You asked for it. Joshua’s trophy.
The layout is here.
I was surprised when Anne rang me to let me know that Josh had been one of the many wonderful special needs children in Geraldton to be honored with the award for Children of Courage. I didn’t quite know how to take this. I was unsure that he was “deserving” and felt really odd about it. I don’t really know why, I just did. Joshua is a very special boy who faces challenges everyday that I will never have to, but somehow I didn’t see that as “brave”. He just does what he does, just as every person does what they must, to get on in life.
“Courageous” to me, is putting on a fire suit and going out in the roaring heat to put out a dangerous fire. “Courageous” to me is undergoing surgery to give up a kidney to give someone a chance in life. “Courageous” to me is jumping in the ocean to rescue someone drowning.
Don’t flame me here. I am being honest.
I voiced my concern to Anne and she assured me that this was a perfect time to have these special kids recognised, for them to recieve a special award, especially after all they had been through, and are still going through.
Anne is great. She is a “lioness” and she was my child heath nurse. You know, the one you take your baby to when it’s little to get weighed and checked for all those little things. You ask questions like ” is that poop colour normal?” and “when can I give solids?”. The child health nurse would know when the sniffles needed a doctors attention, and when the hips weren’t quite right to refer you to the next step. You are supposed to go every so often, monthly or something like that. I think I was there every week. Anne was straight down the line. Anne often made me cry. Anne told it like it was. I needed Anne. My questions were far different from the questions a mother of a typical child would have. I would ask questions about mental retardation, I wanted to know if Joshua could see, I wanted to know why he cried for so long, so much, so often, what I was doing wrong, why couldn’t he lift his head, what I could do to make it better and how long Joshua might live. Sometimes I didn’t dare even ask the questions, for fear of the answer. Sometimes Anne would tell me things no one else dared. Things that would make me cry. I remember the day she used the “W” word. I was devestated for a week that she even uttered the word to me. The “W” word was “wheelchair”. Quite obviously to a proffessional Joshua wasn’t going to walk, but I didn’t see this. I knew it, but I refused to see it. When Anne suggested one day my little boy might need a wheelchair I was heartbroken. I don’t remember my mentality from back then, the reason I was so upset, but I remember crying so long. Maybe for me the wheelchair was the ultimate symbol of disability. Anne told me as it was, and she got the ball rolling on many things that I wasn’t quite strong enough to do like involving disability services which got respite services in place. Anne was also there for my next three children, with all those regular questions. She used to come to my home when the twins were babies as getting out was pretty tricky. I am ever-so-grateful for Anne.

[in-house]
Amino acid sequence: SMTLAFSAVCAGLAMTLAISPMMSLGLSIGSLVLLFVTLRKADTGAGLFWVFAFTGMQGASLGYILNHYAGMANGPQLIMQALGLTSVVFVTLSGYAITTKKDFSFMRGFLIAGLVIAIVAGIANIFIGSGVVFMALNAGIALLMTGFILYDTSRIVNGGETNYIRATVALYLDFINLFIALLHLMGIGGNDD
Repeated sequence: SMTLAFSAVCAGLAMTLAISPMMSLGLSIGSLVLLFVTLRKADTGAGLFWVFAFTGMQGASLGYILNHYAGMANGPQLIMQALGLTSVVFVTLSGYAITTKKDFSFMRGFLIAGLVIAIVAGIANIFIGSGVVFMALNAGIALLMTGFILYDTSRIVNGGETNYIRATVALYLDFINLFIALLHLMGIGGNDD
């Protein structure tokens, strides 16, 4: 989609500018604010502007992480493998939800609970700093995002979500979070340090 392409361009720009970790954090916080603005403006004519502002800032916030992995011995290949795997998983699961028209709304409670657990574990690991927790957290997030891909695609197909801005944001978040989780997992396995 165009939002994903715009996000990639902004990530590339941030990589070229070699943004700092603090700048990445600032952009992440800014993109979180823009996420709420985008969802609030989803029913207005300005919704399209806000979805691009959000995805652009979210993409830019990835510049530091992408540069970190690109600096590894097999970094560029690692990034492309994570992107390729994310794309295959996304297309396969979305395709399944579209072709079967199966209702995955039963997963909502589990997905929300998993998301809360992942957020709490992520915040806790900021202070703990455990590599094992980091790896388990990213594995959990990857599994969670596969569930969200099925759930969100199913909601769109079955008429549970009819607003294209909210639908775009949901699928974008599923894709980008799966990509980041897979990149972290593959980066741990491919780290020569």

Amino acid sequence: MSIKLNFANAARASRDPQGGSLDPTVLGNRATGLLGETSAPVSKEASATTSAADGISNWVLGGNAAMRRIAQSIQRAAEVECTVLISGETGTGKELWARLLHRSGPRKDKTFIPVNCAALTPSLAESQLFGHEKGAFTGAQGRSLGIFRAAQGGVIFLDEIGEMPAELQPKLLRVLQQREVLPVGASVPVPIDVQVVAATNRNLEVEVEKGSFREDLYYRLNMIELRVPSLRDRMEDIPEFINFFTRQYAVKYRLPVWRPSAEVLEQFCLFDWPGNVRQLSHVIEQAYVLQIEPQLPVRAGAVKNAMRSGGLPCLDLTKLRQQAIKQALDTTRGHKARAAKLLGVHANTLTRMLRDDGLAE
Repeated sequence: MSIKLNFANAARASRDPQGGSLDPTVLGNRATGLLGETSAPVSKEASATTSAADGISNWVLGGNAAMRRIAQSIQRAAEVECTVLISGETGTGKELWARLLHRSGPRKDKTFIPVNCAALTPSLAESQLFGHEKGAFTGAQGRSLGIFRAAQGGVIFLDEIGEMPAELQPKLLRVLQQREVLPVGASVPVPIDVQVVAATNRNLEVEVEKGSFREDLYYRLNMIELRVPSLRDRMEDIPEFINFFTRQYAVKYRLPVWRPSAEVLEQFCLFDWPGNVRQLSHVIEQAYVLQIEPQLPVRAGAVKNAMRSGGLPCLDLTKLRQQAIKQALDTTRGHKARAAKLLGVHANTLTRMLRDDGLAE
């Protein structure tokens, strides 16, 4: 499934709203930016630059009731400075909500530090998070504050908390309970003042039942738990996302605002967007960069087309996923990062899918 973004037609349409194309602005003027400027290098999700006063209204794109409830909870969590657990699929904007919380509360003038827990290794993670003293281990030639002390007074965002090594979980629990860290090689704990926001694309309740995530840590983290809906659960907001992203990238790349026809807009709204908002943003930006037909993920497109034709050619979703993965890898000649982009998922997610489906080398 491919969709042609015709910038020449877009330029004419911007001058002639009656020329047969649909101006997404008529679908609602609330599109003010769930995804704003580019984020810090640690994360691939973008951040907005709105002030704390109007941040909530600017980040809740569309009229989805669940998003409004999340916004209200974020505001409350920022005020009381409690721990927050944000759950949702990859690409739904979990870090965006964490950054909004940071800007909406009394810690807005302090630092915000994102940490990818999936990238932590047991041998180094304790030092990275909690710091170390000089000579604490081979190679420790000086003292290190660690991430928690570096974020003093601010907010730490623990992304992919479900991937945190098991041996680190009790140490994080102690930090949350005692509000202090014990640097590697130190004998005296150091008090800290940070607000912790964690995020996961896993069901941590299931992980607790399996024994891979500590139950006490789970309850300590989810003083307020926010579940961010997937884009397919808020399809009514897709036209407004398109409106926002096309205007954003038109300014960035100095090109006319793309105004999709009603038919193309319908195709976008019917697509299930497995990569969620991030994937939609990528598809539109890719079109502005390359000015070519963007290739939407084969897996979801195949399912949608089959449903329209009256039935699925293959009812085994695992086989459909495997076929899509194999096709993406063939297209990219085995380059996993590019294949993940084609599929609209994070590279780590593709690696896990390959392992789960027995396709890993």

So, Anne tells it straight, and has known us for a long time, we are one of “her families”. Joshua was to become one of Lions Children of Courage.
Here is what Shane Hill said about Joshua on the day:“Joshua is 12. Joshua has a rare chromosomal abnormality. Joshua has lived his life with great challenges. He is unable to walk, talk or communicate and needs around the clock care for everyday living. Joshua’s sight and hearing are impaired and he was the second youngest person in Australia to become an insulin dependent diabetic at the age of 5 months. He attends the wonderful special school here where he recieves the best care, love and attention that he can be given. His bravery is shown everyday as he has blood tests and injections several times a day without complaint or fear. He is a happy child, easily pleased with a movie (or ten) and loves people. He likes nothing better than to make someone laugh out loud”.
Now Josh has a lovely big trophy in his room and he totally enjoyed the day out with his peers.
And he has lived with courage. He is brave every day. If I had to live with what he does every day I think I would be mighty scared.
I would rather put on a fire suit, or give up a kidney or jump in the ocean.